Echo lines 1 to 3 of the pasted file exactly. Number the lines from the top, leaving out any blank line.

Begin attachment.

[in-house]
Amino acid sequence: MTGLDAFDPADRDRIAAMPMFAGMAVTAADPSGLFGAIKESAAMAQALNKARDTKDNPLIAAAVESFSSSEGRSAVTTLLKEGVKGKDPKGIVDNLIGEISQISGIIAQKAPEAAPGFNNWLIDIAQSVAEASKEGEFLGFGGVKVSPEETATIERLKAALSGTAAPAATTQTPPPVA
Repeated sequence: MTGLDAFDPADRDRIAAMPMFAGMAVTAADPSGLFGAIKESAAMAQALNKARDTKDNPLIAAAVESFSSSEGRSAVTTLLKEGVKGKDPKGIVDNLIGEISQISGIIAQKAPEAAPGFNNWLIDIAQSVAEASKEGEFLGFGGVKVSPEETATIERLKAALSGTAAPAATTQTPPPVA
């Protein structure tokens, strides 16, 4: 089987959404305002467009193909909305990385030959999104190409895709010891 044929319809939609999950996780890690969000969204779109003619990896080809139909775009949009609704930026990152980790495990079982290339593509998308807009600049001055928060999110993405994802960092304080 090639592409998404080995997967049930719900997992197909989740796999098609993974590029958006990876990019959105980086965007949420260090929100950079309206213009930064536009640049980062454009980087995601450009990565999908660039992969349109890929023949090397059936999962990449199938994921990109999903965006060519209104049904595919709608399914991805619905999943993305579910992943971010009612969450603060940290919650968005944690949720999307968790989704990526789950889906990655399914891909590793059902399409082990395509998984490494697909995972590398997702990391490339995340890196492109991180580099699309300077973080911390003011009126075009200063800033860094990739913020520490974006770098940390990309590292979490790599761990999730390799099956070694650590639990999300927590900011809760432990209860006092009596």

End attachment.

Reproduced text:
[in-house]
Amino acid sequence: MTGLDAFDPADRDRIAAMPMFAGMAVTAADPSGLFGAIKESAAMAQALNKARDTKDNPLIAAAVESFSSSEGRSAVTTLLKEGVKGKDPKGIVDNLIGEISQISGIIAQKAPEAAPGFNNWLIDIAQSVAEASKEGEFLGFGGVKVSPEETATIERLKAALSGTAAPAATTQTPPPVA
Repeated sequence: MTGLDAFDPADRDRIAAMPMFAGMAVTAADPSGLFGAIKESAAMAQALNKARDTKDNPLIAAAVESFSSSEGRSAVTTLLKEGVKGKDPKGIVDNLIGEISQISGIIAQKAPEAAPGFNNWLIDIAQSVAEASKEGEFLGFGGVKVSPEETATIERLKAALSGTAAPAATTQTPPPVA